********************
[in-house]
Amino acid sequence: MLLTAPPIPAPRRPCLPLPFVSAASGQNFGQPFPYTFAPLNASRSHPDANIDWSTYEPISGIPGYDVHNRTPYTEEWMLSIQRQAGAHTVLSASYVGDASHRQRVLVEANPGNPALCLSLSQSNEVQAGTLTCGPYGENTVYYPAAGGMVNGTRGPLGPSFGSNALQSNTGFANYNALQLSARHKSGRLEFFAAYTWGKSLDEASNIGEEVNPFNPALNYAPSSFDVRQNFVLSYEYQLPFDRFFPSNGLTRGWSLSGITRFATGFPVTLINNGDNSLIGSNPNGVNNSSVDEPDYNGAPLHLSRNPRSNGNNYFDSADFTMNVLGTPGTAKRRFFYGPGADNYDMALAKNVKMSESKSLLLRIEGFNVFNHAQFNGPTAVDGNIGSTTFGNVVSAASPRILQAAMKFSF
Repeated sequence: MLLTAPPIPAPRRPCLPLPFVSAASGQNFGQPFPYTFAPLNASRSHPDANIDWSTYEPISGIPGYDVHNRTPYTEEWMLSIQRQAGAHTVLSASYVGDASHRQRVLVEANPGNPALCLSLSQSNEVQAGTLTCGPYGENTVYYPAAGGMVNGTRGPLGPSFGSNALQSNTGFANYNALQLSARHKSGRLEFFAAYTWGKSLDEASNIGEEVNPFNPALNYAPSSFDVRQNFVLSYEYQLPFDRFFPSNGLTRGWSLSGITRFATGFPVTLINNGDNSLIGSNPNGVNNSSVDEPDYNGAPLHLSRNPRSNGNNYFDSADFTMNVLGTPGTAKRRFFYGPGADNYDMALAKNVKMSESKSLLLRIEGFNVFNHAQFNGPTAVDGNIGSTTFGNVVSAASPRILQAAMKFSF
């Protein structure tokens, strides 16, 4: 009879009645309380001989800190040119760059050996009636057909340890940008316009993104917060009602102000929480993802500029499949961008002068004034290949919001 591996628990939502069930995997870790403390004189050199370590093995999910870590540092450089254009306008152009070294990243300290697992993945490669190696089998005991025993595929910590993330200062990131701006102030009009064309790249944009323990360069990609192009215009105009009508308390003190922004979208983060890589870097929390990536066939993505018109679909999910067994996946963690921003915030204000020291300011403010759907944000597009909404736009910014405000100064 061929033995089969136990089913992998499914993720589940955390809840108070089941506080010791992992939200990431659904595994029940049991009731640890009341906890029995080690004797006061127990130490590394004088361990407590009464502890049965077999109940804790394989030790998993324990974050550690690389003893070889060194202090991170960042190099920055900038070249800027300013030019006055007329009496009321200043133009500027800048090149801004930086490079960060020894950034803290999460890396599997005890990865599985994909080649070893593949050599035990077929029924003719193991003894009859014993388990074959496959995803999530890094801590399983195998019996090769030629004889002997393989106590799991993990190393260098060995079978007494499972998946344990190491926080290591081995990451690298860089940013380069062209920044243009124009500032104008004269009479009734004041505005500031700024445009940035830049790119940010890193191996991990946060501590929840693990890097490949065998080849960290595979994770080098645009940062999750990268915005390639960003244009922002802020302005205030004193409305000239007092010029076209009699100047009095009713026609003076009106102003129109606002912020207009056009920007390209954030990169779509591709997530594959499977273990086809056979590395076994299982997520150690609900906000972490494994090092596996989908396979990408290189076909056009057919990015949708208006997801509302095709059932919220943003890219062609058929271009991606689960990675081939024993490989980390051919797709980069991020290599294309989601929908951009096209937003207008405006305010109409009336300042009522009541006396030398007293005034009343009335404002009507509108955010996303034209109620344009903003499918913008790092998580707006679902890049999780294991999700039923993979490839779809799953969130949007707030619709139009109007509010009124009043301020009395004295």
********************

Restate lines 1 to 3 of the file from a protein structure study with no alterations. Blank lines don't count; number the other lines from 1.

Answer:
[in-house]
Amino acid sequence: MLLTAPPIPAPRRPCLPLPFVSAASGQNFGQPFPYTFAPLNASRSHPDANIDWSTYEPISGIPGYDVHNRTPYTEEWMLSIQRQAGAHTVLSASYVGDASHRQRVLVEANPGNPALCLSLSQSNEVQAGTLTCGPYGENTVYYPAAGGMVNGTRGPLGPSFGSNALQSNTGFANYNALQLSARHKSGRLEFFAAYTWGKSLDEASNIGEEVNPFNPALNYAPSSFDVRQNFVLSYEYQLPFDRFFPSNGLTRGWSLSGITRFATGFPVTLINNGDNSLIGSNPNGVNNSSVDEPDYNGAPLHLSRNPRSNGNNYFDSADFTMNVLGTPGTAKRRFFYGPGADNYDMALAKNVKMSESKSLLLRIEGFNVFNHAQFNGPTAVDGNIGSTTFGNVVSAASPRILQAAMKFSF
Repeated sequence: MLLTAPPIPAPRRPCLPLPFVSAASGQNFGQPFPYTFAPLNASRSHPDANIDWSTYEPISGIPGYDVHNRTPYTEEWMLSIQRQAGAHTVLSASYVGDASHRQRVLVEANPGNPALCLSLSQSNEVQAGTLTCGPYGENTVYYPAAGGMVNGTRGPLGPSFGSNALQSNTGFANYNALQLSARHKSGRLEFFAAYTWGKSLDEASNIGEEVNPFNPALNYAPSSFDVRQNFVLSYEYQLPFDRFFPSNGLTRGWSLSGITRFATGFPVTLINNGDNSLIGSNPNGVNNSSVDEPDYNGAPLHLSRNPRSNGNNYFDSADFTMNVLGTPGTAKRRFFYGPGADNYDMALAKNVKMSESKSLLLRIEGFNVFNHAQFNGPTAVDGNIGSTTFGNVVSAASPRILQAAMKFSF